Now consider what’s been going on in the field of artificial intelligence. Google open-sourced TensorFlow, its library of machine learning tools. Microsoft and Facebook did the same with CNTK and Torch, respectively. IBM, for its part, has made Watson’s capabilities easily accessible through its developerWorks program.

When I asked Rajat Monga, who leads the TensorFlow team, about Google’s decision he told me, “Having this system open-sourced we’re able to collaborate with many other researchers at universities and startups, which gives us new ideas about how we can advance our technology. Since we made the decision to open-source, the code runs faster, it can do more things and it’s more flexible and convenient.”

The same trends can be seen in the cloud business. Both Microsoft’s Azure platform and IBM’s Bluemix are, at least to some extent, storefronts for their respective suites of cloud software and services. However, they also integrate competing services because that’s how you create the most complete ecosystem. Anything less would weaken the offering.

In a market made up of platforms, ecosystems and networks, the key to strategy is to widen and deepen connections. Those aren’t Apple’s strengths and never have been.

Is Tim Cook The New Steve Ballmer?

In Steve Blank’s Harvard Business Review article, he makes a parallel between Steve Ballmer and Tim Cook. He says they are both execution focused successors to visionary founders. There’s a certain amount of truth to that, but I think Blank is also selling Microsoft’s former CEO  somewhat short. Ballmer was no Bill Gates, but that doesn’t mean he lacked vision.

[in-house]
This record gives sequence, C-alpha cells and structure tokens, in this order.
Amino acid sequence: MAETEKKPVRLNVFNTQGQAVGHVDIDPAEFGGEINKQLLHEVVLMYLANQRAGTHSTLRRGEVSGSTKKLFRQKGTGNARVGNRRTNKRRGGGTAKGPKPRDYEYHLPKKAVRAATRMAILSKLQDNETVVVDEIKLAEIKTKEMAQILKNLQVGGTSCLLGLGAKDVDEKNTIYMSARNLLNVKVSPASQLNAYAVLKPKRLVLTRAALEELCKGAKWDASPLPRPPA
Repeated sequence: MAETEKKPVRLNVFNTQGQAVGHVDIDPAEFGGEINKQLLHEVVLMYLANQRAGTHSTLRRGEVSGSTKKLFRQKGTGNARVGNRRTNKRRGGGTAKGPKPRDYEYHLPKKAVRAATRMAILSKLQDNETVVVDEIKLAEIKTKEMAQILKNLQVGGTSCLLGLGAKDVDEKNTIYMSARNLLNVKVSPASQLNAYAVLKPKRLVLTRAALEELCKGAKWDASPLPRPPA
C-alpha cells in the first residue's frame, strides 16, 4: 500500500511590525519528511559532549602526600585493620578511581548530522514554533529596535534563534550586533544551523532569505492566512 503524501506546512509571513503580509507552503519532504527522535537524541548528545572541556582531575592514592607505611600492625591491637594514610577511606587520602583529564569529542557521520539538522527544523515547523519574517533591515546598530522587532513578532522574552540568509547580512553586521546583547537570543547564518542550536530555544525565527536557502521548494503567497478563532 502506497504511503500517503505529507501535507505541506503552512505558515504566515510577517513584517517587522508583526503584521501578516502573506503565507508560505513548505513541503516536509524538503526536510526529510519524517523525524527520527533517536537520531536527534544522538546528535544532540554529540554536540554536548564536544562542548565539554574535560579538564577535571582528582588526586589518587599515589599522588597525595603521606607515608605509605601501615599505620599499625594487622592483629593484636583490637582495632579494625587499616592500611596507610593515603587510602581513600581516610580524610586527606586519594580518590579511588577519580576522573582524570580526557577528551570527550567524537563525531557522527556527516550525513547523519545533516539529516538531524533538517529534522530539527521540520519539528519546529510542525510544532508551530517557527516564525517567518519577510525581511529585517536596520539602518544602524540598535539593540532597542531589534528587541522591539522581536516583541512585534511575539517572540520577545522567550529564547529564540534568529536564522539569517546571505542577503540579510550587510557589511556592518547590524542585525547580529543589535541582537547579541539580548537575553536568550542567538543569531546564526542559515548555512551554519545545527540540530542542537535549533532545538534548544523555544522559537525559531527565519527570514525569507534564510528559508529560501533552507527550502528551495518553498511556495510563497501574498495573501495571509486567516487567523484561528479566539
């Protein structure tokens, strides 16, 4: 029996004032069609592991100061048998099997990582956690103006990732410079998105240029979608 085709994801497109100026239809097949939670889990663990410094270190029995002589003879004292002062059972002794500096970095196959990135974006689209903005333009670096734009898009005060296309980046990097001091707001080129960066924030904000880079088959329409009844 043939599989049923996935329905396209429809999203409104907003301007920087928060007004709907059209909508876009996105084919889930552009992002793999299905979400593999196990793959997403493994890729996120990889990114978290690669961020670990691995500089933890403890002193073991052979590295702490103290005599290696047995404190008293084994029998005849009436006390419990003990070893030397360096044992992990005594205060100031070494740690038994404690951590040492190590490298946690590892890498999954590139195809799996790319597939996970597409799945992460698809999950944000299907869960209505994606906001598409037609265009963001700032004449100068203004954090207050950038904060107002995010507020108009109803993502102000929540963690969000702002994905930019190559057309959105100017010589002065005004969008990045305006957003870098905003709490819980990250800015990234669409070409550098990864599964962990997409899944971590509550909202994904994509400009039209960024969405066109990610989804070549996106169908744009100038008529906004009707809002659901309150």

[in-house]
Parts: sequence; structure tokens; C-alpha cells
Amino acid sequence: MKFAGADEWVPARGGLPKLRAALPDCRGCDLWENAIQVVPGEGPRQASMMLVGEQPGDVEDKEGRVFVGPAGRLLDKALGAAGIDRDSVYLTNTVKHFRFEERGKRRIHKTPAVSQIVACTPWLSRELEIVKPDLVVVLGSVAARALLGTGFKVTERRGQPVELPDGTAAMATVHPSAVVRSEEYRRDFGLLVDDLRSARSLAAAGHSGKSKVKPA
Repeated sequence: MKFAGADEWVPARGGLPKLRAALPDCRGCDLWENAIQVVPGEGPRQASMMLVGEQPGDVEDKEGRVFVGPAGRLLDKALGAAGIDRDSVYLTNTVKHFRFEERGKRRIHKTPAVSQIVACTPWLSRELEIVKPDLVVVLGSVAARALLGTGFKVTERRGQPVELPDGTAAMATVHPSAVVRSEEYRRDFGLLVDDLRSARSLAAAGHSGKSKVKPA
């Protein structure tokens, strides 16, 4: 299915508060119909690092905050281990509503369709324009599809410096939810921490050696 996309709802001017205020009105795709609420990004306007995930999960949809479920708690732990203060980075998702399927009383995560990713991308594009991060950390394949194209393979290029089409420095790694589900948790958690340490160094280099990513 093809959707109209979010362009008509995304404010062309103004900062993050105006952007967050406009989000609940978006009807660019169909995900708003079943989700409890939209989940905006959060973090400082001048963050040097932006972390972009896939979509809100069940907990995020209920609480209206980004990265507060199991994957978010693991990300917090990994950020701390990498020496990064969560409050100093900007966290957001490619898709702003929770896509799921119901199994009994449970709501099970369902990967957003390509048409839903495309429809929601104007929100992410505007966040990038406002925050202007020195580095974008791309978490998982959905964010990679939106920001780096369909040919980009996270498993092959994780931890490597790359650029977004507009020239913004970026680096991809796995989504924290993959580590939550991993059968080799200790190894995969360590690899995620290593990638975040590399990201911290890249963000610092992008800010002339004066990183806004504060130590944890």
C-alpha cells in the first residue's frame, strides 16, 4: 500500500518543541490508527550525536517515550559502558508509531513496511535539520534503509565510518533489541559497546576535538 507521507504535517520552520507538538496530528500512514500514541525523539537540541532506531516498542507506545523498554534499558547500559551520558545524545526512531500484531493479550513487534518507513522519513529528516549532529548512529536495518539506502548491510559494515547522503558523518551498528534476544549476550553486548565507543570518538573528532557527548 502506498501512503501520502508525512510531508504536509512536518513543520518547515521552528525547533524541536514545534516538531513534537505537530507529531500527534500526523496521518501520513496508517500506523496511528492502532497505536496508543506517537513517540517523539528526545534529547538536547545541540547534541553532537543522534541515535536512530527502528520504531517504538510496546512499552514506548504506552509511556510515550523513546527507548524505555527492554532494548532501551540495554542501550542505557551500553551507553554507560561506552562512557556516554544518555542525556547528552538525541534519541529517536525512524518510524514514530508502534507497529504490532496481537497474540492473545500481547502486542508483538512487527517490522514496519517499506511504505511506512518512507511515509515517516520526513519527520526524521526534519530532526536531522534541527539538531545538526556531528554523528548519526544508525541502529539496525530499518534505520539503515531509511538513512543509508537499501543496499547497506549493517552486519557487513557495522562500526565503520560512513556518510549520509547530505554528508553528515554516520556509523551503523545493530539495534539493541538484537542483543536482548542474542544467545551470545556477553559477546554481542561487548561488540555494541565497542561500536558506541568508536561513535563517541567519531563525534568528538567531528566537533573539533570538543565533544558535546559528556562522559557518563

Consider the Servers and Tools division that Ballmer invested in early in his tenure. It developed the technology that is now making Microsoft’s success in the cloud possible. He also built up Sharepoint, another blockbuster product. These are, of course, enterprise products and don’t grab the headlines that a hit consumer device would, but they are still great businesses.

Tim Cook has shown similar savvy. Take his alliance with IBM. It’s something that Jobs would have probably never done, but has a certain genius to it. It allows Apple to combine its capabilities in interface design with IBM’s technological prowess and sales relationships. That’s given Apple a foothold in the enterprise market, something it never had before.

I think the best way to view Apple’s business today is to compare it to Toyota. It will likely never be as dominant as when Steve Jobs was running the company, but that would have been true even if he was still at the helm. What remains is an extremely well run company that makes great products. That may not be visionary, but it’s how businesses make money.

– Greg

One Response
  1. November 13, 2016

    Hi Greg,

    Based on my personal experience, there is one thing that is really wrong with Apple: they don’t treat customer with decency. When you charge such silly prices, you ought to give your customers the best experience ever. And not only with the product, but in all areas, such as after sales services for instance. In my case, I had purchased a “full option” Mac with a 3-year full warranty (“Apple Care”). To keep the story short: I realized after 4 years, and endless discussions with Apple’s support center that my Mac was buggy from the start. And when I say buggy, it was really bad: several fundamentals bugs (hard drive defect, wifi antenna bugged, battery issues, etc.). They even repaired stuff that wasn’t necessary and I had to pay for it. Eventually, I got the understand that Apple had never gotten any clue about what was going on with my Mac. But at the end, they just told me “it’s no longer under warranty so we can’t do anything for you”. Conclusion: it has been 2 years now that I decided not to by Mac stuff anymore. And I am happier than ever: I have an incredible smartphone for half the price of a silly iPhone and my next computer will be a PC.